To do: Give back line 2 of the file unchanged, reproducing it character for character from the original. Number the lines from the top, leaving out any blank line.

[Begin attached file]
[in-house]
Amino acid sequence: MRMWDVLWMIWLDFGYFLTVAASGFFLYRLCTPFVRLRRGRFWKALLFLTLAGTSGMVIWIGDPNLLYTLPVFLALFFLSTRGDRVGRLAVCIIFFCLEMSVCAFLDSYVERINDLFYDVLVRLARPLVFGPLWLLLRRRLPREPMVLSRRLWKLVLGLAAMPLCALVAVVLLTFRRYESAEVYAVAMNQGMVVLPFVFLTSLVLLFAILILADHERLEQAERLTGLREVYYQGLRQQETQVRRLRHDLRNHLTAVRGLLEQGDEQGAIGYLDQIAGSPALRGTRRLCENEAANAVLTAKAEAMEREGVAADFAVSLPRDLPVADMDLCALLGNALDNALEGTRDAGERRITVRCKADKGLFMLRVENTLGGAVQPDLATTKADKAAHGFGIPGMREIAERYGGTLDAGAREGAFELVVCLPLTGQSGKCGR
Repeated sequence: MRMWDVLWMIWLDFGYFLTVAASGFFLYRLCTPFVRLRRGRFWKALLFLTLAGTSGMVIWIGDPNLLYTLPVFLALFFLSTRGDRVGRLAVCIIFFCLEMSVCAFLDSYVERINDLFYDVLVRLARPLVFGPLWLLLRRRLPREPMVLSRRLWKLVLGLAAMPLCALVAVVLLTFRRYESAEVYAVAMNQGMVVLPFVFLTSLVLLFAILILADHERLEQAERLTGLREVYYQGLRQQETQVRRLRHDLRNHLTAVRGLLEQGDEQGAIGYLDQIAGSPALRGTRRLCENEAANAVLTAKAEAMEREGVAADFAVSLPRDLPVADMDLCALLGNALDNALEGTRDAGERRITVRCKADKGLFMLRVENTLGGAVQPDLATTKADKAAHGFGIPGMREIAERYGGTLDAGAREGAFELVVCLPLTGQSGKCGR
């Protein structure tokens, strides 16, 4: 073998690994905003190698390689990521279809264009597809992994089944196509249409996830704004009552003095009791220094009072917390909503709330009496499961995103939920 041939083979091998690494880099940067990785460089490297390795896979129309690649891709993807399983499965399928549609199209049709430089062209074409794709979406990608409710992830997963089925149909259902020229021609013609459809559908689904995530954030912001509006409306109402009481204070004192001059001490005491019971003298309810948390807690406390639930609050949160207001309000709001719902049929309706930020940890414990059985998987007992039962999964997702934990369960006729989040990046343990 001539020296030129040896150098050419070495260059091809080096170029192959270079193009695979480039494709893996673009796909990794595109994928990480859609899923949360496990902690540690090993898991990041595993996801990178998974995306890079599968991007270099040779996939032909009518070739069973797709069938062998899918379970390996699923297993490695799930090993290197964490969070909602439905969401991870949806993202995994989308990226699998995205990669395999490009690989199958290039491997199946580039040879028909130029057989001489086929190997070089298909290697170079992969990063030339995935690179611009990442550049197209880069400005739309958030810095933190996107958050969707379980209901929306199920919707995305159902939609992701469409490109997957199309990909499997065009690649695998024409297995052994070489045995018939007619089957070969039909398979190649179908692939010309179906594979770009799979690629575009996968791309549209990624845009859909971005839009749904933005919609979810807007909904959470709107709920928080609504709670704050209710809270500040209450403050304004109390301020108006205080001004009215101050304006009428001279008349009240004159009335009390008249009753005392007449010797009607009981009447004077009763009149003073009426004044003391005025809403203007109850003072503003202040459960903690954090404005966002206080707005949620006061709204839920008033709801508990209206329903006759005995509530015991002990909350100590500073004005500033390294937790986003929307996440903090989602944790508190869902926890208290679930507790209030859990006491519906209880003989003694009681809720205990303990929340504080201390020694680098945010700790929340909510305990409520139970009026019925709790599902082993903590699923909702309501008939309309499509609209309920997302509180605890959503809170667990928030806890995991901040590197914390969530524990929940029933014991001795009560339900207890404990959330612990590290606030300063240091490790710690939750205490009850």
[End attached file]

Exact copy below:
Amino acid sequence: MRMWDVLWMIWLDFGYFLTVAASGFFLYRLCTPFVRLRRGRFWKALLFLTLAGTSGMVIWIGDPNLLYTLPVFLALFFLSTRGDRVGRLAVCIIFFCLEMSVCAFLDSYVERINDLFYDVLVRLARPLVFGPLWLLLRRRLPREPMVLSRRLWKLVLGLAAMPLCALVAVVLLTFRRYESAEVYAVAMNQGMVVLPFVFLTSLVLLFAILILADHERLEQAERLTGLREVYYQGLRQQETQVRRLRHDLRNHLTAVRGLLEQGDEQGAIGYLDQIAGSPALRGTRRLCENEAANAVLTAKAEAMEREGVAADFAVSLPRDLPVADMDLCALLGNALDNALEGTRDAGERRITVRCKADKGLFMLRVENTLGGAVQPDLATTKADKAAHGFGIPGMREIAERYGGTLDAGAREGAFELVVCLPLTGQSGKCGR